When I was a kid I loved getting dirty, digging in the ground, playing in mud puddles, any activity ensuring that by the end of the day I would have achieved a state of maximum grubbiness. This had the added effect of stirring the disgust of uncles, great aunts, and a considerable portion of the general adult population. More than once, and much to my satisfaction, some stuffy grownup made the observation that I could grow carrots in my ears.

Adults seemed to think that dirt was unhealthy. I staunchly disagreed.

Now, as an alleged adult myself, I still find a child-like delight in dirt. I love gardening. When I’m in the garden I feel right and when I touch the soil with my bare hands I feel even more right. This is a spiritual experience for me and I’d bet that millions of others of us who revel in the earth might not say spiritual, but they might say, mighty good.

Within the past several weeks I have discovered the feel-good spirit of the garden may be grounded (pun intentional, a puntional) in the physical realm and supported by science.

What I discovered is a book called Earthing. The ultra-condensed version goes like this:

For millions of years our ancestors walked barefoot on the earth, slept on the earth, lived in close intimacy with the earth, not unlike me as a child (the book doesn’t say that last part).

Image courtesy of Wikimedia Commons.

Thousands of years ago some creative technician decided we’d all be better off with something on the bottom of our feet other than callouses. Shoes, probably via sandals and moccasins, were invented.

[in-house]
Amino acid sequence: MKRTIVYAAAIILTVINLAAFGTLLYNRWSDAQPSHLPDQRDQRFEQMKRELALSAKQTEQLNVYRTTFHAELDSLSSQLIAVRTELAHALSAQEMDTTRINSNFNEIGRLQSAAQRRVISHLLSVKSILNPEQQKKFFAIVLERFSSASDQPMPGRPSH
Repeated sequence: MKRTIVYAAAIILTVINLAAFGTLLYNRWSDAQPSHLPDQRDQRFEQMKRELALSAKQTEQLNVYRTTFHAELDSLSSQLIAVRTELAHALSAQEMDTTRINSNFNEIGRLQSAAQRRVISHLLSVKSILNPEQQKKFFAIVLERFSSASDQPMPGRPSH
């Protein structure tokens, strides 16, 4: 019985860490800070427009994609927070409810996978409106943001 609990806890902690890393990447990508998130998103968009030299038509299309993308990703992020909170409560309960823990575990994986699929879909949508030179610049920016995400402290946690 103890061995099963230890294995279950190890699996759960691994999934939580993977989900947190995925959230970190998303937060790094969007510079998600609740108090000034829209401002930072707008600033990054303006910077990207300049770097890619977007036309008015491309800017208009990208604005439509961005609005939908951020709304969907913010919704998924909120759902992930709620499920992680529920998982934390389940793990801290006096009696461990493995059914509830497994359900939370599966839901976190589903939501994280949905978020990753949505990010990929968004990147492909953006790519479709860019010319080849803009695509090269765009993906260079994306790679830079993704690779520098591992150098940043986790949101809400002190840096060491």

What we didn’t know then but know now, is that shoes insulate us from electrical connection with the earth. That can be bad for our health, but a good idea if we’re standing outside in an electrical storm.

The earth’s surface is full of negatively charged electrons. When we are insulated from these electrons the charge of our bodies is positive. Positively charged, we are less healthy. When we are electrically connected to the ground, our positive charge is neutralized.

Worms-eye view of feet on the ground. Ballet fifth position shown is not necessary for earthing. Image courtesy of Wikimedia Commons.

Going barefoot in the grass is a good way to neutralize the charge. Another way is to use an earthing pad or sheet, both of which are electrically conductive. The pad or sheet can be attached to the grounding socket on an electrical wall outlet, or by running a wire outside to a metal rod driven into the ground. Any bare parts of our body contacting the pad or sheet will allow our positive charge to be neutralized.

The book has many testimonials as to the healthful effects of grounding the body. After one night of sleeping with my feet in contact with an earthing pad I was more flexible, better rested, and had no soreness on awakening. My experience is not unique.

It turns out that the grubby little boy was right, proving that following your own instincts may be more valuable than listening to the ungrounded advice of others.